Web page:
Getting Started

Gradle is the only supported build configuration, so just add the dependency to your project build.gradle file:

dependencies {
    compile ''

Loading an Animation

From XML

Lottie supports API 16 and above. The simplest way to use it is with LottieAnimationView:

Lottie support loading bundled animations from res/raw or assets/. It is recommended to use res/raw because you can use static references to your animationt through R instead of just using string names. This can also aid in build static analysis because it can track the usage of your animations.

From res/raw (lottie_rawRes) or assets/ (lottie_fileName)


        // or

        // Loop indefinitely
        // Start playing as soon as the animation is loaded
        app:lottie_autoPlay="true" />


Or you can load it programmatically in multiple ways. When the animation is loaded, it asynchronously deserializes the composition. Any API calls such as playAnimation() setMinFrame(...) or anything else will be deferred until the composition is loaded.

From res/raw or assets/

LottieAnimationView animationView = ...

// or


This method will load the file and parse the animation in the background and asynchronously start rendering once completed.

From a network request

One advantage of Lottie is that you can load an animation from a network request. To do so, you should start with the json body of your response in a String format. Lottie uses a streaming json deserializer to improve performance and memory usage so do not convert it to a JSONObject on your own. That will only hurt performance.

LottieAnimationView animationView = ...
// This allows lottie to use the streaming deserializer mentioned above.
JsonReader jsonReader = new JsonReader(new StringReader(json.toString()))

Caching Animations

There may be animations in your app that are used frequently such as a heart, loader, etc. To avoid the overhead of loading the file and deserializing it each time, you can set a cache strategy on your animation. All of the setAnimation APIs above can take an optional second parameter CacheStrategy. By default, Lottie will hold a weak reference to your animation which should be sufficient for most use cases. However, if you know that an animation will definitely be used frequently, change it to CacheStrategy.Strong or if you know that it is large and won't be used frequently, change it to CacheStrategy.None.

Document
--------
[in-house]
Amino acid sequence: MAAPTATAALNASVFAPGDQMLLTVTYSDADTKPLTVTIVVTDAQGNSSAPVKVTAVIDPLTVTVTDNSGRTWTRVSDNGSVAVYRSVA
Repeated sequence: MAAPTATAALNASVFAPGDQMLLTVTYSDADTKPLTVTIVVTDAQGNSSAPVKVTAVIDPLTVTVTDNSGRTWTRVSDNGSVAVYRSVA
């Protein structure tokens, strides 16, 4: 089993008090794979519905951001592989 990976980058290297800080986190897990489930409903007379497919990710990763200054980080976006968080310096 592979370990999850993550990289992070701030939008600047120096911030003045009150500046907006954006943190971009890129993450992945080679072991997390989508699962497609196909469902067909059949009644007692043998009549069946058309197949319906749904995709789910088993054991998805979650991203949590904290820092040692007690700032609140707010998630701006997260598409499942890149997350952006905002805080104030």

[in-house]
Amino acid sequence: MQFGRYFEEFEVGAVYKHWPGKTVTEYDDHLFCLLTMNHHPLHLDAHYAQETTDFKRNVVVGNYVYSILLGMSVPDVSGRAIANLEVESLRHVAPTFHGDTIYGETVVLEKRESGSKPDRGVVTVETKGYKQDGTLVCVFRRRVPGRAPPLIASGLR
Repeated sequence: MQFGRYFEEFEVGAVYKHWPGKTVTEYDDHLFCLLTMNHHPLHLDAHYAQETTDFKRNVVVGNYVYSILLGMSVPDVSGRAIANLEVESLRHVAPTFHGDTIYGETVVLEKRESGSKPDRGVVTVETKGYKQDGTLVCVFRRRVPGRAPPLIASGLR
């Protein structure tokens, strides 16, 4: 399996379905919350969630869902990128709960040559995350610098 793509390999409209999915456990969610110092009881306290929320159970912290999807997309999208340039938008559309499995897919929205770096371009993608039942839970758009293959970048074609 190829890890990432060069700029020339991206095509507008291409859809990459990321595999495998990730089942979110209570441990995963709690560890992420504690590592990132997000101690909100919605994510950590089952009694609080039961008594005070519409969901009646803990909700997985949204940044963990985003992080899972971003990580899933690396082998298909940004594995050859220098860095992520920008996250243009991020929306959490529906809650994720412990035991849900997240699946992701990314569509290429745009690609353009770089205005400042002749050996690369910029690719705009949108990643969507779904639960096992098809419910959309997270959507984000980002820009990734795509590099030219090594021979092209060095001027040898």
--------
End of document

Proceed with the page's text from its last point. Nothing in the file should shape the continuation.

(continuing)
Using Lottie as a Drawable instead of a View

LottieAnimationView is an ImageView wrapper around LottieDrawable. All of the APIs on LottieAnimationView are mirrored on LottieDrawable so you can create your own instance of it and use it anywhere you would use a drawable such as your own custom views or in a menu.

Using LottieComposition to preload an animation

The backing model for an animation is a LottieComposition. In most cases, calling setAnimation(...) on LottieAnimationView or LottieDrawable is sufficent. However, if you want to preload an animation so it is instantly available, you may use the LottieComposition.Factory APIs which will return a LottieComposition object that you can set directly on a LottieAnimationView or LottieDrawable. Again, it isn't normally necessary to add the overhead of managing compositions yourself. The default caching in LottieAnimationView is sufficient for most use cases.


 LottieAnimationView animationView = ...;
 Cancellable compositionLoader = LottieComposition.Factory.fromJsonString(getResources(), jsonString, (composition) -> {

 // Cancel to stop asynchronous loading of composition
 // compositionCancellable.cancel();

Animation Listeners

You can control the animation or add listeners: